So I mentioned a couple of weeks ago that I got a bicycle. The fundamental reason for doing this is my desire to bike through my new hometown of Cape Coral, and secondarily, my hope is to get in shape and eventually participate in some multi-sport races (such as triathlons, aquabike, etc.). And well, I will admit that I have entertained the idea of proposing a resolution for the Annual Meeting of SBC in Indy for all ministers to reduce their carbon footprint by riding bikes to church instead of their SUV’s and Oldsmobiles (in the spirit of the Southern Baptist Environment and Climate Change Initiative).
The last time I rode a bike on a regular basis was when I was a freshman in college which shortly ended when one of my fellow baseball teammates borrowed it . . . and wrecked it. That was almost ten years ago, so guess you could say that I am new to the cycling world.
Up until today, the longest ride I have done was 7.1 miles (which I did two days ago). My goal today was to make my first 10 mile ride, and I even mapped it out. Well, feeling pretty good, I felt like veering off the scheduled course and go for a little more. Bad idea. I realized I was lost when I entered the next town north of us. A scheduled 30 minute ride turned into an 1 1/2 hour ride–from 10 miles to 23 miles! Yikes. (If you go here, you can see my routes – route 1 was the schedule course, and I ended up doing route 4!).
So I thought I’d share some of the things going through my mind as a freshman cyclist, perhaps more fittingly described as a cycling dummy:
1. Stay with your scheduled course. Progressing from a PR 7.1 to 23 miles is not a good idea.
2. Invest in a water bottle and holder. 45 minutes into the ride the lactic acid made it hard to swallow. To say I was parched after 23 miles is an understatement.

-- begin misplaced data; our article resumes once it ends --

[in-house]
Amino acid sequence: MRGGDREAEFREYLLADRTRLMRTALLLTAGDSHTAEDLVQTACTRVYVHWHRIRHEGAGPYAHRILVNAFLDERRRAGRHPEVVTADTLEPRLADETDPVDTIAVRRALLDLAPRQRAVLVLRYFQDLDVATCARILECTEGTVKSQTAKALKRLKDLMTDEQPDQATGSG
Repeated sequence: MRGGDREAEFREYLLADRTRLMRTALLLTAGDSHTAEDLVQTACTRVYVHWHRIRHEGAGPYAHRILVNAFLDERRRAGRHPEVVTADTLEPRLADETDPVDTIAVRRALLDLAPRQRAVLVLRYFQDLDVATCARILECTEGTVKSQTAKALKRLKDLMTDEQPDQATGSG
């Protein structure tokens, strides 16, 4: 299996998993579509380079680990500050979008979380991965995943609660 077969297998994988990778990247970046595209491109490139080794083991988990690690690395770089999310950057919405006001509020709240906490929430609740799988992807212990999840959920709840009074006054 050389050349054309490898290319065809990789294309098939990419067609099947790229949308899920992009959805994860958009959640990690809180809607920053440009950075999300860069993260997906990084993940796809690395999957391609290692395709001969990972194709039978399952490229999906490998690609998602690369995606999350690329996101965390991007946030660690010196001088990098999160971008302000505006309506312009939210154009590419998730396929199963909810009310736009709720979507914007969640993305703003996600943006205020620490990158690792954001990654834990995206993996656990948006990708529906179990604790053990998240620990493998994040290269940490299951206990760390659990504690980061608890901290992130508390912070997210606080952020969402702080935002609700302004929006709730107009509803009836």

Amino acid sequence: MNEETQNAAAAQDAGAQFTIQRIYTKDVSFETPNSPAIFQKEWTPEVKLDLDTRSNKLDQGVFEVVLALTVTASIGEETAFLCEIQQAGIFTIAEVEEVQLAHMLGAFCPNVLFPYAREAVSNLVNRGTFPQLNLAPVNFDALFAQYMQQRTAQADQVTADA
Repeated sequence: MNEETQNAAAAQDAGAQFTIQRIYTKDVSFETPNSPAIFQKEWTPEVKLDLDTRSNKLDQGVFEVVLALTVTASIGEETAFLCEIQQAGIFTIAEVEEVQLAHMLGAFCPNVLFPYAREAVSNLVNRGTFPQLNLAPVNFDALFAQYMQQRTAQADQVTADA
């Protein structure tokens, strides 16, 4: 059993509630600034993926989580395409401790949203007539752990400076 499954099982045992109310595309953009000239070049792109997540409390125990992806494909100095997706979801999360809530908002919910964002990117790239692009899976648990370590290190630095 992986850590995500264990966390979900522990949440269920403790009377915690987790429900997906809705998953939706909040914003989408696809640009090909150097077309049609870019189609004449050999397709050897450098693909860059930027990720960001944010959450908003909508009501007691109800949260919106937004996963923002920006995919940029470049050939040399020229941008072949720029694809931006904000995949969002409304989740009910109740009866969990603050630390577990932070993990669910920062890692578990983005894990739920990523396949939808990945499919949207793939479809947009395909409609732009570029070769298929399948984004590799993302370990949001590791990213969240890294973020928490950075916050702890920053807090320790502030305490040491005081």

3. Think again about riding on the busy highways, especially if you are like me and don’t have a helmet or reflectors on your bike.
4. One hour into it, I thought, “I wish I had one of those cycling shorts with those cushy pads.” Either that or get me one of those grandma bike seats. Sheesh.
5. When tempted to downshift, dig deep and stay in gear. You will feel better about yourself afterwards.
6. Develop a solid cadence because it will help make longer distances feel shorter.
7. Invest in some sunglasses. The wind sheer and bugs in your eyes is a nuisance.
8. When traveling down country backgrounds, expect lots of foul smelling horse and cow manure–and big dogs chasing after you.
9. Carry a little cash on you in case of emergency. Man, when I passed a couple of country stores, I was tempted to auction off the only thing I had–my bike tool–for 20oz. bottle of water.
10. Don’t drink a 40 oz. Dr. Pepper just before riding. Try some high quality H2O next time.
Nothing profound. It’s not supposed to be (see title). Anyway, I think I am going to really like cycling. One of these days I am going to be like one of those dudes who doesn’t have to pretend he knows what he is doing–save the jerseys and all.